This takes you to the Creative commons licence where you can read how you are allowed to use the image.
Finding Creative commons images
The best option for finding Flickr Creative commons images is to use one of the great Flickr Search Engines.
Compfight is one of the most popular Flickr Search engines. It provides a range of search options including search by tags only vs. all the text, licenses, the option to show or hide originals and turn on/off the safe content filter.
All images above the line returned by your Compfight search are professional stock photos — they aren’t free to use. Those below the line are Flickr Photos.
Photos for Class is a student friendly place for searching safe images from Creative Commons Flickr.
The downloaded images include attribution of the photographer and the image license terms.
Multicolr Search Lab allows you to search Flickr images by color. This is a handy tool when you’re trying to match specific colors. All you need to do is select up to 5 colors.
Creative Commons and image attribution
It’s a requirement of all Creative Commons Licenses that you attribute the original author. This means you can’t just use a creative commons image without acknowledging the person who originally created it.
Within or at the end your blog post you must attribute the image, include their copyright information and you should link the photo back to it’s original photo page.
Here’s an example of image attribution:
Adding images from Compfight to posts
Here’s how easy it is to find an image on Comfight and add it to your post with image attribution:
1. Go to Compfight and enter your search term.
Make sure Creative Commons and Safe search is selected.
2. Click on the creative commons image you want to use.
3. This launches a pop up image window.
4. Click on ‘Some Rights Reserved‘ to check the creative commons license.
5. Click on ‘Download‘ next to the size you want to use to download it onto your computer.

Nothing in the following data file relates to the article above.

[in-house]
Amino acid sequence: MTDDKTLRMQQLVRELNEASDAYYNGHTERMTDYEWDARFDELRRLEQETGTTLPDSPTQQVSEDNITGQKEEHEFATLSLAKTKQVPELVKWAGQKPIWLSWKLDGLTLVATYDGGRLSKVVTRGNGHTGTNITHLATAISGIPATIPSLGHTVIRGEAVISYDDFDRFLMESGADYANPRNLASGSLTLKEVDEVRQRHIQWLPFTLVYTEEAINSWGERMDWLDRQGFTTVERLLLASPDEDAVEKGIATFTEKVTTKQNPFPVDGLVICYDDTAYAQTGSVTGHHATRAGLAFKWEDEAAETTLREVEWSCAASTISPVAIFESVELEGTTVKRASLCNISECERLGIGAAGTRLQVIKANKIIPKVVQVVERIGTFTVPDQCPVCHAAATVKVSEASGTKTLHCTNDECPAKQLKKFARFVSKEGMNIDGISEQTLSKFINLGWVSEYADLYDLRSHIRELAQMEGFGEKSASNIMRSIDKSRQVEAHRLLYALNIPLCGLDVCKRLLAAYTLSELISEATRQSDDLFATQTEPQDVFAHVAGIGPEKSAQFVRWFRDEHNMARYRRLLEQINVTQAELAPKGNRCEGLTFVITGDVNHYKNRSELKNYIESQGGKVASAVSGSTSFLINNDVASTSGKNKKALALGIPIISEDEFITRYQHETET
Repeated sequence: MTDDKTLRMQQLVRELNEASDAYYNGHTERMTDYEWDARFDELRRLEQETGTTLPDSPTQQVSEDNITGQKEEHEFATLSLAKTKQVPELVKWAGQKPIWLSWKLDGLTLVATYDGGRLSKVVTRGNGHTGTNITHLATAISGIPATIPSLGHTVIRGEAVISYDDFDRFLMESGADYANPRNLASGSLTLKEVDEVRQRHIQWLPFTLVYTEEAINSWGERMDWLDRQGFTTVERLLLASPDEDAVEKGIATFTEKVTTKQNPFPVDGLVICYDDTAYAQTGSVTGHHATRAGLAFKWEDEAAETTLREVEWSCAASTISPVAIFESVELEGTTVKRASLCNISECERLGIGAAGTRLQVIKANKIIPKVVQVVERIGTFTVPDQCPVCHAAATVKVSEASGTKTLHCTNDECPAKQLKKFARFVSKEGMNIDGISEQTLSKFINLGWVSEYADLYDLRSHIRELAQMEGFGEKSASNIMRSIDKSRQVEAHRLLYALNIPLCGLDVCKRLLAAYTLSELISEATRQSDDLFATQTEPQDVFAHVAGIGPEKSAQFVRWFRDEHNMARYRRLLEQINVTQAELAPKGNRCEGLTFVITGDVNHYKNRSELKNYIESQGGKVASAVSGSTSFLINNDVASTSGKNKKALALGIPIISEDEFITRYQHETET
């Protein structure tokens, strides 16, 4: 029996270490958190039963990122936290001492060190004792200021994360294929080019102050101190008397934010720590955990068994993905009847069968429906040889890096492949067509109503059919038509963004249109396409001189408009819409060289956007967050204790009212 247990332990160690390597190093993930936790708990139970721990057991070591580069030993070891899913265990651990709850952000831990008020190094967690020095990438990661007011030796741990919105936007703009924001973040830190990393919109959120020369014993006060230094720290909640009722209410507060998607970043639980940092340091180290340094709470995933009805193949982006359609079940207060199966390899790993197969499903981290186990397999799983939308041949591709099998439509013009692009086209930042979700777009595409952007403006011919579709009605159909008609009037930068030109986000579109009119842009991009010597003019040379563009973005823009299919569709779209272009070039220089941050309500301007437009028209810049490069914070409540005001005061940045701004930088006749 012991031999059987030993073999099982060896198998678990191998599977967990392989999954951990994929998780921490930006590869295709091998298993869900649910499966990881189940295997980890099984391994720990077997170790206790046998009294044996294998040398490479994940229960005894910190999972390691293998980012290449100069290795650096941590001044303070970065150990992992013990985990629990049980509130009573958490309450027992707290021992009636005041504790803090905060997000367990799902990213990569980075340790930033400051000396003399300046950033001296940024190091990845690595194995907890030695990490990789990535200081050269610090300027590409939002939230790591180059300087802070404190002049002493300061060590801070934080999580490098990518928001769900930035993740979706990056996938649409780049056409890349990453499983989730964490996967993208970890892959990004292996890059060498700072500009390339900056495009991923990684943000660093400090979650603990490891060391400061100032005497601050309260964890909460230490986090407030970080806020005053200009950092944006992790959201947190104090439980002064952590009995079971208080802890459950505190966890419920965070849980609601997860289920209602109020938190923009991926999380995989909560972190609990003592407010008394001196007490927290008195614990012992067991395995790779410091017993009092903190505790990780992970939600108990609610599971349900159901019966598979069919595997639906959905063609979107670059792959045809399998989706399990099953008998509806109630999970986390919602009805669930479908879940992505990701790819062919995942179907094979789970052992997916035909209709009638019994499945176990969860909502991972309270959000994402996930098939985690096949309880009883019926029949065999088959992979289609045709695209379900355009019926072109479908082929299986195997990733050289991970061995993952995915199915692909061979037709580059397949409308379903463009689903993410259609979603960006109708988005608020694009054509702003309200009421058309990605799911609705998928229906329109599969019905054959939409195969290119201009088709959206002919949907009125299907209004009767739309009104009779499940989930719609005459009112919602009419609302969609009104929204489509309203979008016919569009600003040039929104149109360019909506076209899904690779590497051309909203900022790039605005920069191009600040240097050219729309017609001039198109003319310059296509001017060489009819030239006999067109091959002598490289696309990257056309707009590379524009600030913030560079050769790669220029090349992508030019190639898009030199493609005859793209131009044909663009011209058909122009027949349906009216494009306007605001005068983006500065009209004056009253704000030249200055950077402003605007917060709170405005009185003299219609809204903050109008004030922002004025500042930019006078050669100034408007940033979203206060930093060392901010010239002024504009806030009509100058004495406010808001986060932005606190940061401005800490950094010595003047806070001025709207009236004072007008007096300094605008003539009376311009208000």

6. Click on Add Media icon in your post editor.
7. Click on ‘Upload Files’ and then ‘Select Files’.
8. Locate the image on your computer and click Open to upload.
9. While your image is uploading you will see a progress bar.
10. Once the image has uploaded add the (1) image title, (2) alternative text, (3) paste the HTML code into the caption, (4) Select Custom URL, (5) Paste original image location, (6) Select full size and then click (7) Insert into Post.
11. Your image will insert and look like this.
Free and public domain images
There are websites that provide public domain images that are free to use, or have their own free to use licensing.
Public domain works are those works that:
- Automatically enter public domain when created because they are not copyrightable.
- Their copyright has expired.
- Their creator has assigned their work to public domain.
Public domain images are free and available for unrestricted use.
Attributing free and public domain images
Public domain images and free to use images may not have a strict legal requirement of attribution, depending on the jurisdiction of content reuse, and depending on the terms and conditions of use of content from the website, but attribution is recommended to give correct provenance. This means within or at the end your blog post you must attribute the image, include their copyright information and you should link the photo back to it’s original photo page.
Sources of free and public domain images
Here’s some good free and public domain image websites to use with students: